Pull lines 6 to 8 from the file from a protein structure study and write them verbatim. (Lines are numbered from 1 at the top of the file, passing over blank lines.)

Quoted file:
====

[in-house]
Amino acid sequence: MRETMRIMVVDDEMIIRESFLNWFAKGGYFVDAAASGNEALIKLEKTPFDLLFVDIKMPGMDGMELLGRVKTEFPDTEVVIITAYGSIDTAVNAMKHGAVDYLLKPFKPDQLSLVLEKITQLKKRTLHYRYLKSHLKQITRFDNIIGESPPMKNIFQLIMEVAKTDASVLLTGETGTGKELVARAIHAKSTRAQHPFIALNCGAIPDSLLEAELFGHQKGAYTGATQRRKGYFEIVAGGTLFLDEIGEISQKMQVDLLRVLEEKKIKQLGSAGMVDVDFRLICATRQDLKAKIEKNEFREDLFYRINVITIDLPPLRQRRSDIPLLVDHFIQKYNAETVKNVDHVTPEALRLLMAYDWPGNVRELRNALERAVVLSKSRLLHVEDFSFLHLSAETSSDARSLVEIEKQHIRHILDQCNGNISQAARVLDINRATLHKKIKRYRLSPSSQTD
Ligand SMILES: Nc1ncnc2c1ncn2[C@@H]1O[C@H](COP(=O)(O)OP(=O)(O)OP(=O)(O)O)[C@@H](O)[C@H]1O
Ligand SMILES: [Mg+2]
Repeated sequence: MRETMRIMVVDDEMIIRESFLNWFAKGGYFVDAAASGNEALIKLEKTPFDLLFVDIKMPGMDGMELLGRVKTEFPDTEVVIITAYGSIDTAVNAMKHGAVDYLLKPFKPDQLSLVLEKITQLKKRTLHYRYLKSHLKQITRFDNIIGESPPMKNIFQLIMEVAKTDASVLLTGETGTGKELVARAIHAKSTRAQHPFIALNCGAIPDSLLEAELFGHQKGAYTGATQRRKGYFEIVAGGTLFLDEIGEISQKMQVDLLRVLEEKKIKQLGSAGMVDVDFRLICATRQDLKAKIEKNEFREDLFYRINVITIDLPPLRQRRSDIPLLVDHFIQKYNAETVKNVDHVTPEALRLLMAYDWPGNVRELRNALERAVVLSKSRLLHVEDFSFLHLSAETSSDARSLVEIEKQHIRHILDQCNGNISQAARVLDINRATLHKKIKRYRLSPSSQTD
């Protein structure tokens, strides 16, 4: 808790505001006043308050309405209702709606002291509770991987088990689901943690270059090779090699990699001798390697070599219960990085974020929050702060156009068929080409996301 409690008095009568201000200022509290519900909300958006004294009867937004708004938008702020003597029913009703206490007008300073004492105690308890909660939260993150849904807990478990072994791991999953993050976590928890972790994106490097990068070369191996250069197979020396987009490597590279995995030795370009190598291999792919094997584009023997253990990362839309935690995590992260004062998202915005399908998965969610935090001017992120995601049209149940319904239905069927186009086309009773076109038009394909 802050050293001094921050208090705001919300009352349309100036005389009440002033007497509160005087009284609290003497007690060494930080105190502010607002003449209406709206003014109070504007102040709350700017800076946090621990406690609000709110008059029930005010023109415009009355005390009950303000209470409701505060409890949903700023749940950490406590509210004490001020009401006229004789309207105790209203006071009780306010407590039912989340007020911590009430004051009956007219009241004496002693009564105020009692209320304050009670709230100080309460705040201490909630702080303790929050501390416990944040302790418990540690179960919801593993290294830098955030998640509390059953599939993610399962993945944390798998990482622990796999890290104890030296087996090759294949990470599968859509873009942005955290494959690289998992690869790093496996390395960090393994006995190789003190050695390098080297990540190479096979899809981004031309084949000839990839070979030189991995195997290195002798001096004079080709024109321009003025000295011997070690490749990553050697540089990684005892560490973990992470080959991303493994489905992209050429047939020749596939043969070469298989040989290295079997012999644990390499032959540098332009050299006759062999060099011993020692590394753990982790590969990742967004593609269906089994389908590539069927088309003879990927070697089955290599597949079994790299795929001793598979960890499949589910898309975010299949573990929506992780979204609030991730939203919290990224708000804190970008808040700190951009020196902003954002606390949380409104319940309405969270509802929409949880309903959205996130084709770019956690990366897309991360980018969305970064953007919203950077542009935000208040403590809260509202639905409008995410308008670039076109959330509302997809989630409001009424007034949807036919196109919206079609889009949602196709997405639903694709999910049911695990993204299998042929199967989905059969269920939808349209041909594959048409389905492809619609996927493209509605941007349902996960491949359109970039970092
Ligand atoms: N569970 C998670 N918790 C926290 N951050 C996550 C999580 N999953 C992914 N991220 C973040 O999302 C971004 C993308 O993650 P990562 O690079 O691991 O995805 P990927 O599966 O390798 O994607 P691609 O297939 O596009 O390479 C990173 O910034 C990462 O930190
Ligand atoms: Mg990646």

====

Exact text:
């Protein structure tokens, strides 16, 4: 808790505001006043308050309405209702709606002291509770991987088990689901943690270059090779090699990699001798390697070599219960990085974020929050702060156009068929080409996301 409690008095009568201000200022509290519900909300958006004294009867937004708004938008702020003597029913009703206490007008300073004492105690308890909660939260993150849904807990478990072994791991999953993050976590928890972790994106490097990068070369191996250069197979020396987009490597590279995995030795370009190598291999792919094997584009023997253990990362839309935690995590992260004062998202915005399908998965969610935090001017992120995601049209149940319904239905069927186009086309009773076109038009394909 802050050293001094921050208090705001919300009352349309100036005389009440002033007497509160005087009284609290003497007690060494930080105190502010607002003449209406709206003014109070504007102040709350700017800076946090621990406690609000709110008059029930005010023109415009009355005390009950303000209470409701505060409890949903700023749940950490406590509210004490001020009401006229004789309207105790209203006071009780306010407590039912989340007020911590009430004051009956007219009241004496002693009564105020009692209320304050009670709230100080309460705040201490909630702080303790929050501390416990944040302790418990540690179960919801593993290294830098955030998640509390059953599939993610399962993945944390798998990482622990796999890290104890030296087996090759294949990470599968859509873009942005955290494959690289998992690869790093496996390395960090393994006995190789003190050695390098080297990540190479096979899809981004031309084949000839990839070979030189991995195997290195002798001096004079080709024109321009003025000295011997070690490749990553050697540089990684005892560490973990992470080959991303493994489905992209050429047939020749596939043969070469298989040989290295079997012999644990390499032959540098332009050299006759062999060099011993020692590394753990982790590969990742967004593609269906089994389908590539069927088309003879990927070697089955290599597949079994790299795929001793598979960890499949589910898309975010299949573990929506992780979204609030991730939203919290990224708000804190970008808040700190951009020196902003954002606390949380409104319940309405969270509802929409949880309903959205996130084709770019956690990366897309991360980018969305970064953007919203950077542009935000208040403590809260509202639905409008995410308008670039076109959330509302997809989630409001009424007034949807036919196109919206079609889009949602196709997405639903694709999910049911695990993204299998042929199967989905059969269920939808349209041909594959048409389905492809619609996927493209509605941007349902996960491949359109970039970092
Ligand atoms: N569970 C998670 N918790 C926290 N951050 C996550 C999580 N999953 C992914 N991220 C973040 O999302 C971004 C993308 O993650 P990562 O690079 O691991 O995805 P990927 O599966 O390798 O994607 P691609 O297939 O596009 O390479 C990173 O910034 C990462 O930190
Ligand atoms: Mg990646």